Tuesday, July 31, 2007

Who let the IP dogs out?

Meet Flo and Lucky, two dogs hounding out piracy from Malaysia's borders. These two black Labradors are part of Operation Double Trouble (now, there's a name destined for film fame). This operation is funded by the Motion Picture Association, which invested $17,000 USD to have the dogs trained in Northern Ireland and then sent to work in Malaysia's cargo ports and border crossings. The dogs have been hugely successful, their noses have led to 13 arrests and the confiscation of 1.3 million pirated DVDs. Nevertheless, success has been hard on these IP hounds, crime syndicates are offering $29,000 USD to whoever can get their paws on our canine heroes, they must be barking mad! (apologies for the gratuitous dog-related puns).

However, the highlight of the article is this gem:

The MPA’s senior vice president and Asia-Pacific regional director, Mike Ellis, highlighted the discovery in recent raids of child pornography alongside pirated movies. “Piracy is frequently linked to other insidious activities,” he said. “Consumers should be aware that their purchases of pirated movies fund the ongoing illegal operations of the movie pirates, who may also be profiting from the distribution of child pornography."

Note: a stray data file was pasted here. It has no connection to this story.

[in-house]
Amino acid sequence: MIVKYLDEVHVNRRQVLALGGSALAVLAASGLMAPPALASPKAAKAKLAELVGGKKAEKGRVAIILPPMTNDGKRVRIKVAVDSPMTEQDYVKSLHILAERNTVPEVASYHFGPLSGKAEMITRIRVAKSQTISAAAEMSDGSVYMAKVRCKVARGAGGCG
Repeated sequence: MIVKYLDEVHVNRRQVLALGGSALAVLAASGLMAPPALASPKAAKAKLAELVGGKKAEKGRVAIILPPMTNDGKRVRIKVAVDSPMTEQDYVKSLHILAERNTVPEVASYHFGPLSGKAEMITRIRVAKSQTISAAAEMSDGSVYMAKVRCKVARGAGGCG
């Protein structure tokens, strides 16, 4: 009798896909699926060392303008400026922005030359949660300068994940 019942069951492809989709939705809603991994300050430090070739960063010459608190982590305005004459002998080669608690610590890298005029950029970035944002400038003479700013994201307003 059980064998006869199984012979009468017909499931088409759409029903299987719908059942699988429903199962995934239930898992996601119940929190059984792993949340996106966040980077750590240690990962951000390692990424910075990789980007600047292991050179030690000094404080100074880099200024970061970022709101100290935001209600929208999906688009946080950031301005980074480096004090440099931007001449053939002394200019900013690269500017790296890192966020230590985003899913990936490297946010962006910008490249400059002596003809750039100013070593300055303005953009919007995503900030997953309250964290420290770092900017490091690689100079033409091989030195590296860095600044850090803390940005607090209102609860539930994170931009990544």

From IP to child pornography in one quote. Nicely done.

Saturday, July 28, 2007

Second Life bans gambling

(via net.wars) The official Second Life blog has announced that it will ban gambling from the popular virtual world. The new policy bans all games of chance through random-number generators that provide a payout in Linden dollars or any real life currency. This includes all sorts of casino games (such as poker, Blackjack and Roulette), but also covers sports betting "including the placing of bets on actual sporting events against a book-maker or through a betting exchange".

Why this ban? For those unfamiliar with recent events in the United States, the Bush Administration has declared War on Online Gambling through the Security and Accountability For Every Port Act of 2006 (SAFE Port Act, those Americans sure know how to get cool acronyms into their legislation, huh?) You may be wondering about the name, right? You see, the Act deals with port security AND Internet gambling because, well, because, err... you got me there. What better way to pass legislation that erodes civil liberties than to marry it with legislation that deals with the War on Terror? You're either with us or against us, if you support online gambling you also support the terrorists, they all hate our freedoms; you know the rhetoric. But I digress...